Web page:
After thinking about starting a fly fishing company for a long time, Hook and Vice was created out of necessity after his lucky hat disintegrated after years of wearing it. Searching high and low for a new lucky hat that exuded adventure, good times, outdoors, and fly fishing, he decided to make his own and called it Hook And Vice. Friends and strangers alike were pretty stoked on it and he was flooded with people asking where they could get one. Turns out everyone needs a little luck so he made a few more as an experiment and here we are.


All Howler Brothers hats and apparel, along with all Hook and Vice hats are on for 10% off this week!


Jordan Simpson



Capilano River Fishing Report
Excitement is mounting and there are more and more whispers surrounding the first local freshwater salmon opportunity on the North Shore. It is now June and we expect to see the first good push of Coho coming into the Capilano any day now. This can be a tough fishery but with a little bit of perseverance it is possible to have amazing success. Andre covered how to approach this fishery with a fly rod in our last report and for this week I will give a little bit of insight into the gear fishing side.

Regardless of your method of choice, the water level plays an imperative role on the effectiveness of each. For those that don’t know, a great resource for checking water height is at the following link: (www.vankayak.org/capcam/). Gear fishing can cover both high and low conditions, but let’s break it down further and relate it back to the vankayak.org graph.

Drift fishing is best when the water is between 2 and 4 on the graph. This is because there is a good amount of flow throughout the river, which sets up perfect “drifts”. A drift fishing setup consists of a longer rod in the 9′-11’3″ range in spinning, baitcasting, or centerpin configurations. We have a number of Trophy, Fenwick, and G. Loomis rods in the Shop that will fit the bill. These fish are not big so using heavy line is not necessary, though depending on the fishing location heavier line may help guide the fish to a safe spot for landing. I like running 8-12lb STS or Blue Label fluorocarbon for my leader as fluoro is harder for the fish to see and gets the bait down to the fish faster. In addition, while pencil lead is certainly usable this fishery does sometimes require a level of finesse so spaced out split shot can buy you a precious extra second before the fish feels the weight and decides to spit the hook. Pro-cured roe, deli shrimp, colorado blades, and egg imitations such as trout beads are all top producers and the hooks I trust the most are Gamakatsu and Owner Cutting Point in sizes 4 and 2.  These coho are masters at stealing bait, so using the most sensitive float you can get away with coupled with either the split shot or small chunk of pencil lead is pretty crucial in not missing fish. Small Clear Drifts and 20gram DNE floats are perfect for this.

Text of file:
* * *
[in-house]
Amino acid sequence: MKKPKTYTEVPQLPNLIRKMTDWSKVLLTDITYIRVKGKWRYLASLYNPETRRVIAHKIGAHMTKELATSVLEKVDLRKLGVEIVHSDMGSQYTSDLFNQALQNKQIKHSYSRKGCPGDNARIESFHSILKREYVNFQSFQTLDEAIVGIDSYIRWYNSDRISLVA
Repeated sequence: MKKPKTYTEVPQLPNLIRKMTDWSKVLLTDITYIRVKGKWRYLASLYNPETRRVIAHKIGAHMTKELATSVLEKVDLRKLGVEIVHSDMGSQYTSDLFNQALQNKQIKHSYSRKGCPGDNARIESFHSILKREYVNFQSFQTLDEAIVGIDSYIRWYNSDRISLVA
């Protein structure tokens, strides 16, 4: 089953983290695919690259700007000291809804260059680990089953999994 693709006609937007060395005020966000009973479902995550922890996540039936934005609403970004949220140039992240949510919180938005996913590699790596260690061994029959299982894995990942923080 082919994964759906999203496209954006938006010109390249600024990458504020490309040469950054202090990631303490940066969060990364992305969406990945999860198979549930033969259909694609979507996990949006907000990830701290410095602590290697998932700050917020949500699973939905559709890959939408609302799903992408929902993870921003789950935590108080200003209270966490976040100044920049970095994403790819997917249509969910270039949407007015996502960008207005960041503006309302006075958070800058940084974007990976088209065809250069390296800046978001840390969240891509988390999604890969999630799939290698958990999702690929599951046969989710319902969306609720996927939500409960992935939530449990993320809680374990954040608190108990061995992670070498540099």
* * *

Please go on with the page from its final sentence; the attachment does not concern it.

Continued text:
Lure fishing, on the other hand, is similar to fly fishing on this river as it typically excels in low water conditions. In relation to the graph that means anything at a level lower than 2, especially once we get into the >1 category, is prime real estate for chucking lures as it creates deep, stagnant pools that Coho tend to school up in. This can be an extremely simple setup with a spoon or spinner tied to a 10-12lb monofilament or fluorocarbon leader. My favourites are the Gibbs Crocs (especially in the fire stripe pattern) in 3/16 to 3/8 size and the Blue Fox Vibrax spinners in sizes 2-4. Rods are relatively short compared to drift fishing, with rods in the 7-9’6″ range being ideal in either a spinning or baitcasting outfit. We have a number of options when it comes to piecing together a good lure setup for the Capilano as well as pre-done combos that are ready to go.

I must reiterate that this can be a tough fishery, but understanding how the water level affects the fishing will help you pinpoint what you should use the next time you check out this urban river. If you have any questions or require any gear, please don’t hesitate in visiting us at the Shop!



Interior Lakes Fishing Report
Lakes at 3600 ft and up to 4000 ft are fishing well now with temps rising up to 60 degrees. There were good report from Stoney Lake in Douglas lake ranch; fish were caught on chironomids along with lots of damsels hatching. Roche, Peter Hope, Glimpse, Harmon, Kump, Tunkwa, Marquart, Lundbom, Knouff, Community, Courtney, Corbett, Bleeker Lakes continue to fish well. Nicola and Stump Lake have a boat ban right now due to high water; this ban can be lifted at any day so be sure to check for updates.